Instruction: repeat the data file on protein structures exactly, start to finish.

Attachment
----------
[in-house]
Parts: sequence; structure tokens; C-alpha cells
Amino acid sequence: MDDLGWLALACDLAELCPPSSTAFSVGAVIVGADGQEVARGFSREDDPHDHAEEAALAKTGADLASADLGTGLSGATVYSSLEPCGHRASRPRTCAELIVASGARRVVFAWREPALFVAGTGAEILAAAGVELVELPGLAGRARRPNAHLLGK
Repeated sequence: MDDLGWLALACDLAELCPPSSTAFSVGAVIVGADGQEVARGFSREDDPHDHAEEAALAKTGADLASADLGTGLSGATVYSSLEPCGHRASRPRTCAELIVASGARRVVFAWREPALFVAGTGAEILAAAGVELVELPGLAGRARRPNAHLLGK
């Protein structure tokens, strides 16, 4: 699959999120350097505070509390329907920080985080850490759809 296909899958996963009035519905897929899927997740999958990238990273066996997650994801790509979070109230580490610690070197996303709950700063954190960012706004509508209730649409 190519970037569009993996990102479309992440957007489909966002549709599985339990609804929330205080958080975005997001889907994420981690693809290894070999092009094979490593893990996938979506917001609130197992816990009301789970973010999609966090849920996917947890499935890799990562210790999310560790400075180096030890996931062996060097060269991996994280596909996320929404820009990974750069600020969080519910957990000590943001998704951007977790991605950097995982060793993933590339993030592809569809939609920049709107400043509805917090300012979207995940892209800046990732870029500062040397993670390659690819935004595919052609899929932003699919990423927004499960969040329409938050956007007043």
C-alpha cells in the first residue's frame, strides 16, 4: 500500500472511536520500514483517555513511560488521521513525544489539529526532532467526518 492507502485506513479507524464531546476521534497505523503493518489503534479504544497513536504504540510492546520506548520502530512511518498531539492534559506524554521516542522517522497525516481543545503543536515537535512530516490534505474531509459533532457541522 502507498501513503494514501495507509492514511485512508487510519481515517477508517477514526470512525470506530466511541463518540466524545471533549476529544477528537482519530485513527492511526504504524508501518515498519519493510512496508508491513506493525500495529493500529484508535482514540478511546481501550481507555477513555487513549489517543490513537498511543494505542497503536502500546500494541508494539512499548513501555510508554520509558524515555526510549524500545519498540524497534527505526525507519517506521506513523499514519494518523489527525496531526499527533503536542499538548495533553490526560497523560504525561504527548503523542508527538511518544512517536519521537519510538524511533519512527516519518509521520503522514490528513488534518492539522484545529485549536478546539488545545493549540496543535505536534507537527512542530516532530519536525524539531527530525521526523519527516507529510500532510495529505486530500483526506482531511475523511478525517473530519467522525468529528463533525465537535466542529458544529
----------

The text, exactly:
[in-house]
Parts: sequence; structure tokens; C-alpha cells
Amino acid sequence: MDDLGWLALACDLAELCPPSSTAFSVGAVIVGADGQEVARGFSREDDPHDHAEEAALAKTGADLASADLGTGLSGATVYSSLEPCGHRASRPRTCAELIVASGARRVVFAWREPALFVAGTGAEILAAAGVELVELPGLAGRARRPNAHLLGK
Repeated sequence: MDDLGWLALACDLAELCPPSSTAFSVGAVIVGADGQEVARGFSREDDPHDHAEEAALAKTGADLASADLGTGLSGATVYSSLEPCGHRASRPRTCAELIVASGARRVVFAWREPALFVAGTGAEILAAAGVELVELPGLAGRARRPNAHLLGK
């Protein structure tokens, strides 16, 4: 699959999120350097505070509390329907920080985080850490759809 296909899958996963009035519905897929899927997740999958990238990273066996997650994801790509979070109230580490610690070197996303709950700063954190960012706004509508209730649409 190519970037569009993996990102479309992440957007489909966002549709599985339990609804929330205080958080975005997001889907994420981690693809290894070999092009094979490593893990996938979506917001609130197992816990009301789970973010999609966090849920996917947890499935890799990562210790999310560790400075180096030890996931062996060097060269991996994280596909996320929404820009990974750069600020969080519910957990000590943001998704951007977790991605950097995982060793993933590339993030592809569809939609920049709107400043509805917090300012979207995940892209800046990732870029500062040397993670390659690819935004595919052609899929932003699919990423927004499960969040329409938050956007007043």
C-alpha cells in the first residue's frame, strides 16, 4: 500500500472511536520500514483517555513511560488521521513525544489539529526532532467526518 492507502485506513479507524464531546476521534497505523503493518489503534479504544497513536504504540510492546520506548520502530512511518498531539492534559506524554521516542522517522497525516481543545503543536515537535512530516490534505474531509459533532457541522 502507498501513503494514501495507509492514511485512508487510519481515517477508517477514526470512525470506530466511541463518540466524545471533549476529544477528537482519530485513527492511526504504524508501518515498519519493510512496508508491513506493525500495529493500529484508535482514540478511546481501550481507555477513555487513549489517543490513537498511543494505542497503536502500546500494541508494539512499548513501555510508554520509558524515555526510549524500545519498540524497534527505526525507519517506521506513523499514519494518523489527525496531526499527533503536542499538548495533553490526560497523560504525561504527548503523542508527538511518544512517536519521537519510538524511533519512527516519518509521520503522514490528513488534518492539522484545529485549536478546539488545545493549540496543535505536534507537527512542530516532530519536525524539531527530525521526523519527516507529510500532510495529505486530500483526506482531511475523511478525517473530519467522525468529528463533525465537535466542529458544529